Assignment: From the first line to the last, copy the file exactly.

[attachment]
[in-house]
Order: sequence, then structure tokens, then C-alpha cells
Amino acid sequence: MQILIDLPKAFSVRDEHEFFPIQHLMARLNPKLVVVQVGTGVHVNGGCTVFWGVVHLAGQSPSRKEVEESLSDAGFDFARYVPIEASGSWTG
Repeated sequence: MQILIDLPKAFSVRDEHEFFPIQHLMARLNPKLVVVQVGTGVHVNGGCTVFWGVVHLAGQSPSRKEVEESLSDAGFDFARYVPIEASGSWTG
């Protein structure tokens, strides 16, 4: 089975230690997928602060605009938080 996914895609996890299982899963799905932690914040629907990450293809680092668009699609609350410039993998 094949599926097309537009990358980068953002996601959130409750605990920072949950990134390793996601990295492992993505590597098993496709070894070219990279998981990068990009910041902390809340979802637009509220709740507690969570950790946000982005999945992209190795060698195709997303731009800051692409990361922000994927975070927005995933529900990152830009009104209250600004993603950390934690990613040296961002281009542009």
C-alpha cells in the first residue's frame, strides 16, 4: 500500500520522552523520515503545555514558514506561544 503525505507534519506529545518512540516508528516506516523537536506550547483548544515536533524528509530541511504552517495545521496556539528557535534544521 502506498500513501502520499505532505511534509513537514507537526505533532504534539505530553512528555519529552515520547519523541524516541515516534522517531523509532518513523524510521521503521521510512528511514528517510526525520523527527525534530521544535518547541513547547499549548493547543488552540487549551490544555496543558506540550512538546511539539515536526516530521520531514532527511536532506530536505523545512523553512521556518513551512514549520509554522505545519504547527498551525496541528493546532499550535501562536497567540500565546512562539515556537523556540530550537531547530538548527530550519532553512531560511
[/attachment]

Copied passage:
[in-house]
Order: sequence, then structure tokens, then C-alpha cells
Amino acid sequence: MQILIDLPKAFSVRDEHEFFPIQHLMARLNPKLVVVQVGTGVHVNGGCTVFWGVVHLAGQSPSRKEVEESLSDAGFDFARYVPIEASGSWTG
Repeated sequence: MQILIDLPKAFSVRDEHEFFPIQHLMARLNPKLVVVQVGTGVHVNGGCTVFWGVVHLAGQSPSRKEVEESLSDAGFDFARYVPIEASGSWTG
């Protein structure tokens, strides 16, 4: 089975230690997928602060605009938080 996914895609996890299982899963799905932690914040629907990450293809680092668009699609609350410039993998 094949599926097309537009990358980068953002996601959130409750605990920072949950990134390793996601990295492992993505590597098993496709070894070219990279998981990068990009910041902390809340979802637009509220709740507690969570950790946000982005999945992209190795060698195709997303731009800051692409990361922000994927975070927005995933529900990152830009009104209250600004993603950390934690990613040296961002281009542009």
C-alpha cells in the first residue's frame, strides 16, 4: 500500500520522552523520515503545555514558514506561544 503525505507534519506529545518512540516508528516506516523537536506550547483548544515536533524528509530541511504552517495545521496556539528557535534544521 502506498500513501502520499505532505511534509513537514507537526505533532504534539505530553512528555519529552515520547519523541524516541515516534522517531523509532518513523524510521521503521521510512528511514528517510526525520523527527525534530521544535518547541513547547499549548493547543488552540487549551490544555496543558506540550512538546511539539515536526516530521520531514532527511536532506530536505523545512523553512521556518513551512514549520509554522505545519504547527498551525496541528493546532499550535501562536497567540500565546512562539515556537523556540530550537531547530538548527530550519532553512531560511